But worse was still to come. It then emerged that another high-profile supporter of the campaign against Labor’s policy was none other than Geoff Morris, the Chairman of Wilson Asset Management. Wilson was overheard (and recorded) discussing how he and Tim Wilson could collude on the campaign. It is also likely that Geoff Wilson funded the Stop the Retirement tax website.

But wait, there’s more. It then transpired that Tim Wilson owns shares in WAM, meaning he has a direct pecuniary interest in stopping the changes to the franking credits policy. This is in direct contravention of article 231 of the Parliamentary Standing Orders. Not only that, but we then found out the Geoff and Tim are cousins.

And just when we thought it couldn’t get any worse, it then emerged that there is a whole orchestrated astroturfing campaign being organised by A.C.T. Liberal Senator Candidate, Robert Gunning.

Scott Morrison has refused to sack Tim Wilson. When corruption of this level is so entrenched and the PM refuses to act on it, it is a severe indictment on Morrison, the Liberal Party and the Government. It demonstrates that Morrison has no standards and will do whatever it takes to remain in power. The fish rots from the head and boy, does this one stink. The election can’t come soon enough.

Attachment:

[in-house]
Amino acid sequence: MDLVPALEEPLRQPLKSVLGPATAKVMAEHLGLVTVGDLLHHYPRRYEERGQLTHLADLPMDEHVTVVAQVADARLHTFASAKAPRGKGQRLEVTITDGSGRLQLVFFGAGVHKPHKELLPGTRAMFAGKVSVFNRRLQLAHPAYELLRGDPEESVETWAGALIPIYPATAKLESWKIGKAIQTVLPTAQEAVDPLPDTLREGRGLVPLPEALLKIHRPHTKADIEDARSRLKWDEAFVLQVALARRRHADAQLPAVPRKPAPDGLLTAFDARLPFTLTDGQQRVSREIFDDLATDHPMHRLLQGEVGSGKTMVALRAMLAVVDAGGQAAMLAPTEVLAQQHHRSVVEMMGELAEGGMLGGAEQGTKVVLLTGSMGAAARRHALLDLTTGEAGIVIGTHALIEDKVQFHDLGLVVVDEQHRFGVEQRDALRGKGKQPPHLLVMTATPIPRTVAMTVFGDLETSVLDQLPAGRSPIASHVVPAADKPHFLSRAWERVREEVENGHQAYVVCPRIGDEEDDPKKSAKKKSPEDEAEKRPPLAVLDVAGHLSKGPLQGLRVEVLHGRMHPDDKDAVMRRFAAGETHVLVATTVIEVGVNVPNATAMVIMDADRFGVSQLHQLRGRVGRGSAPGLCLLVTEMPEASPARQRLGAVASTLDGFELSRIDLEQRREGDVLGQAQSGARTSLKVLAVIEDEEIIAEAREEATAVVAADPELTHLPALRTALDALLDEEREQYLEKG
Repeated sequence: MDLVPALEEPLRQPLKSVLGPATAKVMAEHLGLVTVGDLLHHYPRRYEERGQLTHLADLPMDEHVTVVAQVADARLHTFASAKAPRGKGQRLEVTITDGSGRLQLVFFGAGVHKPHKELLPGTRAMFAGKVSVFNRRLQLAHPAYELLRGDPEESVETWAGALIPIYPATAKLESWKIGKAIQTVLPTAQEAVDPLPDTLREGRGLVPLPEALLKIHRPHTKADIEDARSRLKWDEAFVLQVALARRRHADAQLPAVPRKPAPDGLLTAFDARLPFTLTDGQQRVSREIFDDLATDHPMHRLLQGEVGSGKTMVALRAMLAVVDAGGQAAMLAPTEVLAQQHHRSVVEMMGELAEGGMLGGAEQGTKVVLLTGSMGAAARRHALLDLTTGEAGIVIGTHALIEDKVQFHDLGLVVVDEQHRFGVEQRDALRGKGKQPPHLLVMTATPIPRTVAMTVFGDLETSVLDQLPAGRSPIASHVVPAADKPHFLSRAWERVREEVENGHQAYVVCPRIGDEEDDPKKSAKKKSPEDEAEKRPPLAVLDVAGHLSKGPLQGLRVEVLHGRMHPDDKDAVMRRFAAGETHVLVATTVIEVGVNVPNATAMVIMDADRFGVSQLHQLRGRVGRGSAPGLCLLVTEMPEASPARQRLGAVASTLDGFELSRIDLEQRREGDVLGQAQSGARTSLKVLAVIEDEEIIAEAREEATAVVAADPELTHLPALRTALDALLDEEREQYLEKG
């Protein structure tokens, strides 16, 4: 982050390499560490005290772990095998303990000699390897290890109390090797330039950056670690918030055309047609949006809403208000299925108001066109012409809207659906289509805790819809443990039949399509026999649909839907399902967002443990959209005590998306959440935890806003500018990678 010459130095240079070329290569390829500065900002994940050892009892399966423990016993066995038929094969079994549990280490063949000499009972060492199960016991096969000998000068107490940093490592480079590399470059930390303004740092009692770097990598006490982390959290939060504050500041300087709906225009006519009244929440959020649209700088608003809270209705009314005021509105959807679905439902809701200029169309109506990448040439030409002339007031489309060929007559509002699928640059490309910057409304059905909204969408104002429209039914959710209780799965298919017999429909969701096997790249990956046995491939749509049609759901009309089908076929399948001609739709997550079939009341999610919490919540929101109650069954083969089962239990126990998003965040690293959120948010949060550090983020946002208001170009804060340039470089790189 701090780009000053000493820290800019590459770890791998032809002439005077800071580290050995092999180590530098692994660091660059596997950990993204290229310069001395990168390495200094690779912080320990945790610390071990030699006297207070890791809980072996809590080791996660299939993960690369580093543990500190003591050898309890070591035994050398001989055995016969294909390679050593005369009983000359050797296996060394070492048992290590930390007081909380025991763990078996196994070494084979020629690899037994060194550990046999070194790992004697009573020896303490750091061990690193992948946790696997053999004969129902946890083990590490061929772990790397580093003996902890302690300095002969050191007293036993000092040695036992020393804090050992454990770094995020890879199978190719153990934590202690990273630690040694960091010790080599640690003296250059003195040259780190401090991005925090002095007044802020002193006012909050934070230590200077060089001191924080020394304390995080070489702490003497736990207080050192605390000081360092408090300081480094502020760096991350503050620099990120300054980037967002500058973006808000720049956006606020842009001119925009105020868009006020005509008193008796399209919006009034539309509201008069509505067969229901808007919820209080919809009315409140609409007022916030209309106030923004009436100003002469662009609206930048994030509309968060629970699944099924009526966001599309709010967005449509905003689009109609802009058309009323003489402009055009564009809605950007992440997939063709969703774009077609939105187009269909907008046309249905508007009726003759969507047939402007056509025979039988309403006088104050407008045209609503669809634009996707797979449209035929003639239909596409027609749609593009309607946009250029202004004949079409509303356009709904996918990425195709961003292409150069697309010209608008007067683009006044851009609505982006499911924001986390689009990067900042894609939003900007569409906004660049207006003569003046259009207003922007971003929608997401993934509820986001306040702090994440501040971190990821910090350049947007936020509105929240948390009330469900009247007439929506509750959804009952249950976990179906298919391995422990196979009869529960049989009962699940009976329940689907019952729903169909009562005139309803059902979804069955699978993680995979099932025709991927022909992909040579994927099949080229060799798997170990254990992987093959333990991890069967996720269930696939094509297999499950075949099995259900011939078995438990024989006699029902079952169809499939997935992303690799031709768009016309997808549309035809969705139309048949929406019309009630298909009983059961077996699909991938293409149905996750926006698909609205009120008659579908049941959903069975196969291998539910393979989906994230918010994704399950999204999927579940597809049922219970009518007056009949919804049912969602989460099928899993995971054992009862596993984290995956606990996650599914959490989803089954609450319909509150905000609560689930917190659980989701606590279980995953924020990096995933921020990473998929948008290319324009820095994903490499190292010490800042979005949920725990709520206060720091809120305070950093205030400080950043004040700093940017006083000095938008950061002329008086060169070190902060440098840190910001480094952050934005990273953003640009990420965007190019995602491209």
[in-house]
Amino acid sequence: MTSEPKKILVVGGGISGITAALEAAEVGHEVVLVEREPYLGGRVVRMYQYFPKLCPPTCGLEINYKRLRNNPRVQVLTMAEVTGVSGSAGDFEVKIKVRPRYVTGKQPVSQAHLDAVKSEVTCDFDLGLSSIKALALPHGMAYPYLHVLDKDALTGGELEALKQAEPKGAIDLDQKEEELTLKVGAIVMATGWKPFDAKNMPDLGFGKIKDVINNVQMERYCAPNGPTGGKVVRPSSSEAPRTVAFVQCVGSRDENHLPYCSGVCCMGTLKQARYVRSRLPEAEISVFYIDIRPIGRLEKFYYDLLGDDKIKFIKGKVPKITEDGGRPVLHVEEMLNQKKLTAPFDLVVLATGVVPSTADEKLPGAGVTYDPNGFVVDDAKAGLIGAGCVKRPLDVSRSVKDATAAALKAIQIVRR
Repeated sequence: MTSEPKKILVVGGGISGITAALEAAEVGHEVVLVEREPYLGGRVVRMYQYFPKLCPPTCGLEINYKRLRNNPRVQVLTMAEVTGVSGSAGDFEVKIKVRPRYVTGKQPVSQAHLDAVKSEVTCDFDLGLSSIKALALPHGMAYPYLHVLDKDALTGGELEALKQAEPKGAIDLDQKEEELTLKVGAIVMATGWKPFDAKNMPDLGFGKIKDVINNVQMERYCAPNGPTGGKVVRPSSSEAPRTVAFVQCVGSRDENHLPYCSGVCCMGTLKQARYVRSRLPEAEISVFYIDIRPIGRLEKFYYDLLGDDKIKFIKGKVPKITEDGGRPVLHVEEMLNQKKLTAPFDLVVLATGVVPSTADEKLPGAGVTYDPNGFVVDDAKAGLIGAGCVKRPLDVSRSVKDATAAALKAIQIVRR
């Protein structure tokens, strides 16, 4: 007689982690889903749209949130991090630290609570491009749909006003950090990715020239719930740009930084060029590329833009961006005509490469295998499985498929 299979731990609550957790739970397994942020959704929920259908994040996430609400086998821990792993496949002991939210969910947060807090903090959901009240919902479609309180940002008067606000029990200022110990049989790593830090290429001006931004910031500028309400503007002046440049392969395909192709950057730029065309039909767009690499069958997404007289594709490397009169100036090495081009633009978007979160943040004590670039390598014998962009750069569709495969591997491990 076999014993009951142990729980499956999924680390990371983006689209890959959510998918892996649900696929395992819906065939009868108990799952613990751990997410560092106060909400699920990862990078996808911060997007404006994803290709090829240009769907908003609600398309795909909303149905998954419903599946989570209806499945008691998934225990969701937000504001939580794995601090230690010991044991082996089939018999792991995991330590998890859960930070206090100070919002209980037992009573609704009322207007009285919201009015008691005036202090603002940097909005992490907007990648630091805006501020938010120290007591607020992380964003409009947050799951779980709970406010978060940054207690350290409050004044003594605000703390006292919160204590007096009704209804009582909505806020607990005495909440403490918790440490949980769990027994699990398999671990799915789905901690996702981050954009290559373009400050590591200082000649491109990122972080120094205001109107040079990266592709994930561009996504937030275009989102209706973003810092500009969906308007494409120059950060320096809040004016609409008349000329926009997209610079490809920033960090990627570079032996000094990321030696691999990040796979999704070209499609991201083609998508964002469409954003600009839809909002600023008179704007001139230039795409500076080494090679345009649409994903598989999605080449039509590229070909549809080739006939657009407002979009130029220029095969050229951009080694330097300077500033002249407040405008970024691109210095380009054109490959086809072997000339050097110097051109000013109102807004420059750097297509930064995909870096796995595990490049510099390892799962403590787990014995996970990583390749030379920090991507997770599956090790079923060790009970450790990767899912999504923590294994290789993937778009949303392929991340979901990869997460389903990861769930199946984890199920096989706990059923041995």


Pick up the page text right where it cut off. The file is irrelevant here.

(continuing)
Wilson himself has severely tarnished his political career. His standing in his Goldstein electorate is now at rock bottom. I have well-to-do family in his electorate who tell me no one they know will be voting for him in May. If a high-profile Lib-lite independent (like Kerryn Phelps) emerges, they could knock him off. Based on the Victoria State Election results, even Labor could win the seat, although I think this less likely. Either way Wilson is finished.

You can follow John Wren on Twitter @JohnWren1950.